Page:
Security Assistance Enterprise continues to move cargo

By Rachel Deloach, U.S. Army Security Assistance Command Public AffairsOctober 27, 2021

Soldiers of the 97th Transportation Company, 7th Sustainment Brigade, and civilian contract workers load an Avenger Air Defense System assigned to 1st Battalion, 174th Air Defense Artillery Regiment onto an Army Watercraft System in support of exercise  Forager 21 on July 28, 2021, Naval Station Guam. Exercise Forager 21 is a U.S. Army Pacific exercise designed to test and refine the Theater Army’s ability to flow landpower forces into the theater, execute command and control of those forces, and effectively employ them in support of our allies, partners, and national security objectives in the region. (Photo by Army Spc. Olivia Lauer)
Soldiers of the 97th Transportation Company, 7th Sustainment Brigade, and civilian contract workers load an Avenger Air Defense System assigned to 1st Battalion, 174th Air Defense Artillery Regiment onto an Army Watercraft System in support of exercise Forager 21 on July 28, 2021, Naval Station Guam. Exercise Forager 21 is a U.S. Army Pacific exercise designed to test and refine the Theater Army’s ability to flow landpower forces into the theater, execute command and control of those forces, and effectively employ them in support of our allies, partners, and national security objectives in the region. (Photo by Army Spc. Olivia Lauer) (Photo Credit: Spc. Olivia Lauer) VIEW ORIGINAL

REDSTONE ARSENAL, Ala. -- Despite the pandemic slowing the movement of cargo globally, U.S. Transportation Command (USTRANSCOM) continues to put materiel in the hands of our foreign allies and partners.

The delivery of goods and services via foreign military sales (FMS) is a critical aspect of Army Materiel Command’s security assistance enterprise because it ensures America’s partners and allies can support regional security requirements, enabling strategic readiness.

In the past, foreign partners have satisfied mission requirements immediately upon receiving materiel by rail or sea.

Before the materiel changes hands with the foreign partner however, it goes through a series of steps. Once an FMS case is scheduled in the system, the materiel is delivered through the Defense Transportation System (DTS) or the freight forwarder of their choice. Most partners choose the latter.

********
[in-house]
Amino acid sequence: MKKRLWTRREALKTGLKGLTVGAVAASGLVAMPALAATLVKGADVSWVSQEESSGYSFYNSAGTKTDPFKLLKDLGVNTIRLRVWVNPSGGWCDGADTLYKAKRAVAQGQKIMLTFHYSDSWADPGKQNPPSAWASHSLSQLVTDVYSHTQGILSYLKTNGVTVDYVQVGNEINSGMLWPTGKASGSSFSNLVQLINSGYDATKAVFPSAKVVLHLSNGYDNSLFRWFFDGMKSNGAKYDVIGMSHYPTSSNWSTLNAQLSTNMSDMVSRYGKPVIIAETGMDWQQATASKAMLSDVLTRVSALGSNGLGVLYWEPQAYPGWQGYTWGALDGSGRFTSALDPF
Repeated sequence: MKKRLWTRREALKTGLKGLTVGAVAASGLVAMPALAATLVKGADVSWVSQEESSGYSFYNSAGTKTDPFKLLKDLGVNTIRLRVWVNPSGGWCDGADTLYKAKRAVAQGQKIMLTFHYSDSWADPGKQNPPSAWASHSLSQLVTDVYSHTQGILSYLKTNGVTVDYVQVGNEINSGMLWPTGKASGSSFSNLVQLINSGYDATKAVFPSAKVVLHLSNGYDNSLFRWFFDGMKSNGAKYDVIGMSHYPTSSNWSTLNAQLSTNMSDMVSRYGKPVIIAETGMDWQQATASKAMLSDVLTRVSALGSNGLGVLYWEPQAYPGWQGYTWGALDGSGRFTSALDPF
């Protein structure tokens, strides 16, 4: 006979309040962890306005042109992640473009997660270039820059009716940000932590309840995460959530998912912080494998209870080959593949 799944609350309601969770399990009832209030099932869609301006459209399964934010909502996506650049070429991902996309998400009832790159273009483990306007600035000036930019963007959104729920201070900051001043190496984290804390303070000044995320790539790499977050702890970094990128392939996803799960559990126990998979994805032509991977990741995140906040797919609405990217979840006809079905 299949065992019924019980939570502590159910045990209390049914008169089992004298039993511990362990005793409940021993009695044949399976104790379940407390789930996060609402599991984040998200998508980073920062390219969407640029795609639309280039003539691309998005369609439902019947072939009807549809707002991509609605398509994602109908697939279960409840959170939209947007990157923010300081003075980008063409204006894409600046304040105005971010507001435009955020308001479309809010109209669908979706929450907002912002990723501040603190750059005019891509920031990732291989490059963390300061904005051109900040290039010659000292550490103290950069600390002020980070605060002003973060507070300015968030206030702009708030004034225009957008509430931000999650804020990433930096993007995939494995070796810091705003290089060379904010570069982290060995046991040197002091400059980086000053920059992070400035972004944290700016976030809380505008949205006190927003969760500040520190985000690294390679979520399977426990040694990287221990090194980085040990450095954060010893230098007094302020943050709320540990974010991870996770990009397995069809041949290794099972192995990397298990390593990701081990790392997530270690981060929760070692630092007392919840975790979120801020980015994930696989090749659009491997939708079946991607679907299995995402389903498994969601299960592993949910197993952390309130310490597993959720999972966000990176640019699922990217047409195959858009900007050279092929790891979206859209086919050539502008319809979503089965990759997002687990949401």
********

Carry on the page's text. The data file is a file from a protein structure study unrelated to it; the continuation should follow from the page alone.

All shipments are freight on board origin. This means the price for goods includes delivery at the seller’s expense to a specified point, and the purchaser assumes liability for lost or damaged cargo and pays all shipping costs, whether through a FMS freight forwarder or the DTS.

“Freight forwarders are contracted by the foreign partner so any damages to cargo is between the freight forwarder and foreign partner, said USASAC Transportation Branch Chief Fran Mutschler. “However, when shipments are made through DTS and cargo is damaged, there is a Transportation Discrepancy Report process outlined in the Defense Transportation Regulation for our customers to report the issue.”

The process for shipping materiel to foreign partners is a methodological one. Under the contracts established by USTRANSCOM, the shippers will arrange transportation to the point specified in the DTC and generate the shipping documentation. The documentation is attached to the cargo and provided to the transportation service provider who will pick up and deliver the cargo to the location in the delivery address. This location could be to the foreign partners’ freight forwarder, water port, or in-country site.

But first, shippers examine the cargo and review its characteristics to make sure it is transported, handled and received by the authorized person or agency. It must follow the transportation plans for classified or sensitive, and arms, ammunition, and explosives security risk categories.

A delivery term code (DTC) and Military Assistance Program Address Code (MAPAC) are two materiel characteristics shippers look for. After taking a look at the DTC for the requisition, shippers look up the MAPAC to obtain the delivery address and use the DTC to determine how far in the delivery process they will coordinate transportation.

Improvements have been made in early case development by bringing in transportation subject matter experts (SMEs) to provide guidance to foreign partners on selection of DTCs.

“The Transportation SMEs are able to advise foreign partners on the best means of transportation for particular commodities they are desiring to procure, setting up the case up for smooth execution and delivery of cargo,” said Mutschler.

The average delivery time, however, depends on the delivery location.

In fiscal year 2021 alone, approximately 133,000 shipments were made to foreign partners with 83% moved through freight forwarders and 17% moved through DTS.

Through shipment of materiel, provided by the Security Assistance Command and other organizations throughout the security assistance enterprise, U.S. allies and partners continue to increase their presence and influence, bolstering their own security and the readiness of U.S. and coalition forces.

For more information about USASAC and how it supports foreign partners and U.S. Army Readiness, visit www.army.mil/usasac.